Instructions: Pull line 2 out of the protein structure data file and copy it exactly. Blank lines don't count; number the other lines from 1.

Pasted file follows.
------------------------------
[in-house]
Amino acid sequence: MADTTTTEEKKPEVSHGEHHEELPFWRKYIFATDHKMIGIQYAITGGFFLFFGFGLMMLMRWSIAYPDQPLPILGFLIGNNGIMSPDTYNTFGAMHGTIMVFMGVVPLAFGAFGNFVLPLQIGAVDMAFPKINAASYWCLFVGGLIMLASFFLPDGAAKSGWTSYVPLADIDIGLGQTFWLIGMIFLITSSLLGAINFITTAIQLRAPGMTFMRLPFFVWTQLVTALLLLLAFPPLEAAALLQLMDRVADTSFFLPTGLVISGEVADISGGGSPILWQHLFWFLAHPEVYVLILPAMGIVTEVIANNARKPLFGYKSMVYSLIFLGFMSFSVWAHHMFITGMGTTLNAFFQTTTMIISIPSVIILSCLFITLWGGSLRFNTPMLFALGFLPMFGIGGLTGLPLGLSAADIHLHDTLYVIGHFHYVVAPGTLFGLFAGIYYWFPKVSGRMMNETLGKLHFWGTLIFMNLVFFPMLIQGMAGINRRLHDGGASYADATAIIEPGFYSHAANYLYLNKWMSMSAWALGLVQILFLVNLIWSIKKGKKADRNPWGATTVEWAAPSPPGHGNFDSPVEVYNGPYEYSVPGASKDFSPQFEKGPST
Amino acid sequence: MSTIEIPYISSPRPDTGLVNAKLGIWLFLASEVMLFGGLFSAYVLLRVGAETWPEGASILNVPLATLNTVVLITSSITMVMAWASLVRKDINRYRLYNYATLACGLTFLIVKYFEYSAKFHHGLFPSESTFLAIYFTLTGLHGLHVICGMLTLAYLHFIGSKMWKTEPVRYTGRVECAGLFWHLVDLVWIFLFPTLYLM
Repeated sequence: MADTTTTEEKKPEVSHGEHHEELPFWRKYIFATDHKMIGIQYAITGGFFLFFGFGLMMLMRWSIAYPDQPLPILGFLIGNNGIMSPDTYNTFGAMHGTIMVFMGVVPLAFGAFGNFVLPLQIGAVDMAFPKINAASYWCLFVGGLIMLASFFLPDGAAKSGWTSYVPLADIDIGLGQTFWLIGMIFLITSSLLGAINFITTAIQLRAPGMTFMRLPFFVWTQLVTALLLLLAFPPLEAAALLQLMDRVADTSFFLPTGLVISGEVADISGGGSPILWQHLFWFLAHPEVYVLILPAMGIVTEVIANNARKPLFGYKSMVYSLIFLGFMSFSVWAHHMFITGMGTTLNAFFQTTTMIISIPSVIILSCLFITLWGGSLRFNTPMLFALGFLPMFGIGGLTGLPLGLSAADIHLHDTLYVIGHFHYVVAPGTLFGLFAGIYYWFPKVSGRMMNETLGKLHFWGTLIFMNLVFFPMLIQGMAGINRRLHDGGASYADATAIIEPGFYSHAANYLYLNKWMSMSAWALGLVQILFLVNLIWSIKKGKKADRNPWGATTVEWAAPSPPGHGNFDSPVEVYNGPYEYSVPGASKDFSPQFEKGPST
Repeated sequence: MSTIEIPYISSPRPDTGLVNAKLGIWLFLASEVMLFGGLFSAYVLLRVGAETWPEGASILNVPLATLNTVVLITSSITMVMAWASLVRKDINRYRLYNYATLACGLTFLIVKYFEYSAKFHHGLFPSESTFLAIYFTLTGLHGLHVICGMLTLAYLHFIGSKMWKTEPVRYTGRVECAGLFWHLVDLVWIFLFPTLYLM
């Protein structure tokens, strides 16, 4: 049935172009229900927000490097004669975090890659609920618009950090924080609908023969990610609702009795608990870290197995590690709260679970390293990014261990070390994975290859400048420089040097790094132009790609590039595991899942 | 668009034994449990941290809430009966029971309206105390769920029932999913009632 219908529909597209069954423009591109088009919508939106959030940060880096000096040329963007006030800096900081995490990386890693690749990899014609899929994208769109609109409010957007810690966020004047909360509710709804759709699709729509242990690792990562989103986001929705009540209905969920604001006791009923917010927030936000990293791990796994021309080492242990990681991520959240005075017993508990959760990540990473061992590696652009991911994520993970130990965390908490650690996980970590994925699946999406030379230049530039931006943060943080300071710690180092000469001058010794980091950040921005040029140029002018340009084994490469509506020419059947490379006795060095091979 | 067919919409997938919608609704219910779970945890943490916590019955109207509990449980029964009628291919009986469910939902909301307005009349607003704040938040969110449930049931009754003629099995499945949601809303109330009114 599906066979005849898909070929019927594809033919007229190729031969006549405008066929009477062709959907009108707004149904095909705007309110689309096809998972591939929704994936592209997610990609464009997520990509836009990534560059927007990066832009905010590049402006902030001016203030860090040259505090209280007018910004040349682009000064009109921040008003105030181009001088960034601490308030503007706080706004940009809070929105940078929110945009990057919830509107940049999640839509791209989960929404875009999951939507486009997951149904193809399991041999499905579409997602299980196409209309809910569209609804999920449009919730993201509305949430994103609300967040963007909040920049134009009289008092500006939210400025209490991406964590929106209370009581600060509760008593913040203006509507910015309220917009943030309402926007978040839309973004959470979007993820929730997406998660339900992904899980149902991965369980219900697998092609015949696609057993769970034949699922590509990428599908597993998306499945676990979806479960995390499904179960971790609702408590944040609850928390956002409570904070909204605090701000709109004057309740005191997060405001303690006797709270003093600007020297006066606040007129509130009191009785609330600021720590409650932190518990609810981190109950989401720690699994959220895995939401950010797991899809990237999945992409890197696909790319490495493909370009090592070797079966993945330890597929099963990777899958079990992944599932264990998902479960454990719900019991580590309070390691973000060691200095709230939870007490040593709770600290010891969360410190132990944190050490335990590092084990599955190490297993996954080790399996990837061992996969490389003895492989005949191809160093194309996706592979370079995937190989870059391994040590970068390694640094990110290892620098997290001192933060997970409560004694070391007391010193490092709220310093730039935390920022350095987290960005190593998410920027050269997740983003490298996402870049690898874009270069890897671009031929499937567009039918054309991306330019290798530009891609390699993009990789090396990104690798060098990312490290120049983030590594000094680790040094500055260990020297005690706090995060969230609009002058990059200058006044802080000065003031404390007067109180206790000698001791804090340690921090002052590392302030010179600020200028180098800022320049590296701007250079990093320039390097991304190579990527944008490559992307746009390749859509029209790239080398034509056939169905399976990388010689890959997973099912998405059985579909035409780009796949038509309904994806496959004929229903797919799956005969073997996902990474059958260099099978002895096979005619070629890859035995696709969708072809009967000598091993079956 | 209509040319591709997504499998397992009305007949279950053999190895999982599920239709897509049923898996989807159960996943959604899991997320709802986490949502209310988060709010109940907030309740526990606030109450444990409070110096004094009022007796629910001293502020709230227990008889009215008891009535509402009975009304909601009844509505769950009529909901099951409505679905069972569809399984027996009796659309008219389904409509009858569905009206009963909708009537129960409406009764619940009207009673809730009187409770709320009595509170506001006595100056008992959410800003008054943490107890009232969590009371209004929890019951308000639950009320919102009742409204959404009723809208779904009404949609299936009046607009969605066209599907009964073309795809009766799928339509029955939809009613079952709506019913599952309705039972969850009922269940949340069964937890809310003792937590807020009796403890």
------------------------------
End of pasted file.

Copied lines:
Amino acid sequence: MADTTTTEEKKPEVSHGEHHEELPFWRKYIFATDHKMIGIQYAITGGFFLFFGFGLMMLMRWSIAYPDQPLPILGFLIGNNGIMSPDTYNTFGAMHGTIMVFMGVVPLAFGAFGNFVLPLQIGAVDMAFPKINAASYWCLFVGGLIMLASFFLPDGAAKSGWTSYVPLADIDIGLGQTFWLIGMIFLITSSLLGAINFITTAIQLRAPGMTFMRLPFFVWTQLVTALLLLLAFPPLEAAALLQLMDRVADTSFFLPTGLVISGEVADISGGGSPILWQHLFWFLAHPEVYVLILPAMGIVTEVIANNARKPLFGYKSMVYSLIFLGFMSFSVWAHHMFITGMGTTLNAFFQTTTMIISIPSVIILSCLFITLWGGSLRFNTPMLFALGFLPMFGIGGLTGLPLGLSAADIHLHDTLYVIGHFHYVVAPGTLFGLFAGIYYWFPKVSGRMMNETLGKLHFWGTLIFMNLVFFPMLIQGMAGINRRLHDGGASYADATAIIEPGFYSHAANYLYLNKWMSMSAWALGLVQILFLVNLIWSIKKGKKADRNPWGATTVEWAAPSPPGHGNFDSPVEVYNGPYEYSVPGASKDFSPQFEKGPST